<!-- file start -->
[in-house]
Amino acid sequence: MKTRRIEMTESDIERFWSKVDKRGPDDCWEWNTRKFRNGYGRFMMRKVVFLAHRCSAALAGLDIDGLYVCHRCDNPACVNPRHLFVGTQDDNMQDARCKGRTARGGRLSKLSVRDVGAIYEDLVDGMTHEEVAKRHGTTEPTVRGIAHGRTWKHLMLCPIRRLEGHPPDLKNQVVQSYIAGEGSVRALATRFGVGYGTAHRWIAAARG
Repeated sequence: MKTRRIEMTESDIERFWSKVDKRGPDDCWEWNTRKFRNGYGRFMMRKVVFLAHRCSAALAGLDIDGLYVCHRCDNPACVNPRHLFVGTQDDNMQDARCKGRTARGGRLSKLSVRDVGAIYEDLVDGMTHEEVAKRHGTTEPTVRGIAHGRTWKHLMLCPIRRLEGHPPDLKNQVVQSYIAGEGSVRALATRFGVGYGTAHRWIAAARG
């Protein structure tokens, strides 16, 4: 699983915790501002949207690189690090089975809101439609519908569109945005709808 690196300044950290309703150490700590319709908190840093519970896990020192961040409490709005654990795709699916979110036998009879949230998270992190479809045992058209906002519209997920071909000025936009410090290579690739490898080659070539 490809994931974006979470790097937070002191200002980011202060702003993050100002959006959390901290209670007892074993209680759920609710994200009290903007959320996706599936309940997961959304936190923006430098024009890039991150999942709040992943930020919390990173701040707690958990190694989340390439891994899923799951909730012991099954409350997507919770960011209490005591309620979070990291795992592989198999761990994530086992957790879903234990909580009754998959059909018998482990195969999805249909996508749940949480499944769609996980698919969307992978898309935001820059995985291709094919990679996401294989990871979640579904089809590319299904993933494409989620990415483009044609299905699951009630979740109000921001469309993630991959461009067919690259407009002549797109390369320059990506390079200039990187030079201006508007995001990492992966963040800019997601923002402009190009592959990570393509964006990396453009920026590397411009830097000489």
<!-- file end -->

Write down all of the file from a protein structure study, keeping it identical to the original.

[in-house]
Amino acid sequence: MKTRRIEMTESDIERFWSKVDKRGPDDCWEWNTRKFRNGYGRFMMRKVVFLAHRCSAALAGLDIDGLYVCHRCDNPACVNPRHLFVGTQDDNMQDARCKGRTARGGRLSKLSVRDVGAIYEDLVDGMTHEEVAKRHGTTEPTVRGIAHGRTWKHLMLCPIRRLEGHPPDLKNQVVQSYIAGEGSVRALATRFGVGYGTAHRWIAAARG
Repeated sequence: MKTRRIEMTESDIERFWSKVDKRGPDDCWEWNTRKFRNGYGRFMMRKVVFLAHRCSAALAGLDIDGLYVCHRCDNPACVNPRHLFVGTQDDNMQDARCKGRTARGGRLSKLSVRDVGAIYEDLVDGMTHEEVAKRHGTTEPTVRGIAHGRTWKHLMLCPIRRLEGHPPDLKNQVVQSYIAGEGSVRALATRFGVGYGTAHRWIAAARG
């Protein structure tokens, strides 16, 4: 699983915790501002949207690189690090089975809101439609519908569109945005709808 690196300044950290309703150490700590319709908190840093519970896990020192961040409490709005654990795709699916979110036998009879949230998270992190479809045992058209906002519209997920071909000025936009410090290579690739490898080659070539 490809994931974006979470790097937070002191200002980011202060702003993050100002959006959390901290209670007892074993209680759920609710994200009290903007959320996706599936309940997961959304936190923006430098024009890039991150999942709040992943930020919390990173701040707690958990190694989340390439891994899923799951909730012991099954409350997507919770960011209490005591309620979070990291795992592989198999761990994530086992957790879903234990909580009754998959059909018998482990195969999805249909996508749940949480499944769609996980698919969307992978898309935001820059995985291709094919990679996401294989990871979640579904089809590319299904993933494409989620990415483009044609299905699951009630979740109000921001469309993630991959461009067919690259407009002549797109390369320059990506390079200039990187030079201006508007995001990492992966963040800019997601923002402009190009592959990570393509964006990396453009920026590397411009830097000489």